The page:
Tolstoy and the Purple Chair: My Year of Magical Reading
- Nina Sankovitch
- Harper Collins
- 222 pp.
- Reviewed by Amanda Holmes Duffy
- July 4, 2011
Remembrance, life lessons and conversations with friends, all from a book a day.
Reviewed by Amanda Holmes Duffy
When her sister Anne-Marie died of cancer at the age of 46, Nina Sankovitch was grief stricken; three years on, she struggled with “the relentless question of why I deserved to live.” So starting on her own 46th birthday, she undertook the challenge of reading a book a day, reviewing each selection on her established book exchange Website, readallday.org. Her designated reading spot would be a comfy purple chair redolent with the family cat, Milo. She hoped that a year’s worth of books would lead the way back into her life.
Sankovitch runs an active household with four sons, a husband and occasionally a resident stepdaughter. To make the project work she needed discipline: one book per author; no re-reading a book already enjoyed; and selections from both new and established authors. Usually she would choose shorter works, making a few exceptions, as in the case of Watership Down, recommended by one of her sons. But if a book didn’t grab her after the first 10 pages, she quickly picked up another.
My concerns that this project might come off as compulsive and that reading a book about reading would prove dissatisfying were quickly dispelled three chapters into this wonderful book. The first selection on Sankovitch’s list was Muriel Barbery’s The Elegance of the Hedgehog. Upon finishing it she reflected on the survival of our inner selves and its dependence on memory. Books nurture remembrance, she says: “books past and present pushing me up and offering hope from what can be remembered. Offering warning of what should not be forgotten. Tamping back the blood from the harsh cuts of living.” In this way, books become less an escape for Sankovitch than a way to understand and experience life more fully. Reading for her is “the bones around which resilience is built.”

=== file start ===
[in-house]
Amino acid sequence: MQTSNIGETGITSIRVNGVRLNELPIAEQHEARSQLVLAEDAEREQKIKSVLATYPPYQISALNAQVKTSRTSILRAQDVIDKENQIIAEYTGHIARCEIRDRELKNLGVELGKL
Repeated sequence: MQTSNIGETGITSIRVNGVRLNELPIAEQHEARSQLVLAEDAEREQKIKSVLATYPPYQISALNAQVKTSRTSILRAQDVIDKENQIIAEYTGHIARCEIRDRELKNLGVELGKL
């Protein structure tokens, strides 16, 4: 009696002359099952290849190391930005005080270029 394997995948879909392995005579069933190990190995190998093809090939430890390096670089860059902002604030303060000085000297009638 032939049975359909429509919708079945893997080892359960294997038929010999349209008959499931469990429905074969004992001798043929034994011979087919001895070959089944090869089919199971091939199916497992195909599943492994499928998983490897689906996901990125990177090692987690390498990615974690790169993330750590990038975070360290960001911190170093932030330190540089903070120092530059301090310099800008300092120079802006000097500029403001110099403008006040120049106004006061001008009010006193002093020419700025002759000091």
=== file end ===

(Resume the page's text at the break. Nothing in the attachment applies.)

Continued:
Her range is impressive ― Arthur Ransome, Junot Diaz, Leo Tolstoy, Anais Nin, Jim Harrison, Paula Fox. She has read about loss, love, war and kindness, and she discusses books not for their literary value so much as for their testaments to universal experience. “A book doesn’t have to be part of the canon of great literature to make a difference in the reader’s life,” she says. The books she has read shed light on her own family history, including her father’s horrific loss of three siblings in wartime Poland, as well on the joys and achievements she and her loved ones have experienced along the way. Her books are weapons against hopelessness. Her discussion of them is open-hearted, unsentimental and intelligent.
“Tragedy is conferred randomly and unfairly,” she writes at one point “any promise of easy times to come is a false one. But I know I can survive the hard time by taking the worst of what happens to me as a burden but not as a noose. Books mirrored life ― my life!”
Sankovitch is particularly eloquent on the subject of sharing and talking about books. She articulates what writers and readers have always secretly known: that in talking about books we can talk about anything with anyone. “When we discuss what we are reading, what we are really discussing is our own lives, our take on everything from sorrow to fidelity to responsibility, from money to religion, from worrying to inebriation, from sex to laundry and back again. No topic is taboo, as long as we can tie it in to a book we’ve read.”
Tolstoy and the Purple Chair is a beautiful affirmation of life, including the life of the author’s beloved sister, Anne-Marie. It is also a tribute to the power and importance of books. Readers will be drawn to the directory in the back, which lists all the books she read in a year. Although this section might have been more logically alphabetized by author than by title, it’s clear that Nina Sankovitch’s year of magical reading has yielded a magical book. Readers will treasure it. In the author’s spirit, pass this one along.
Amanda Holmes Duffy teaches writing at Northern Virginia Community College. She has edited art listings for “Goings On” in The New Yorker. Her stories have appeared in Ploughshares, Rattapallax, Moxie, Sunday Express and on the Ether Books app for download to iPhone. “Russian Music Lessons,” a nonfiction piece, is in the latest issue of The Northern Virginia Review.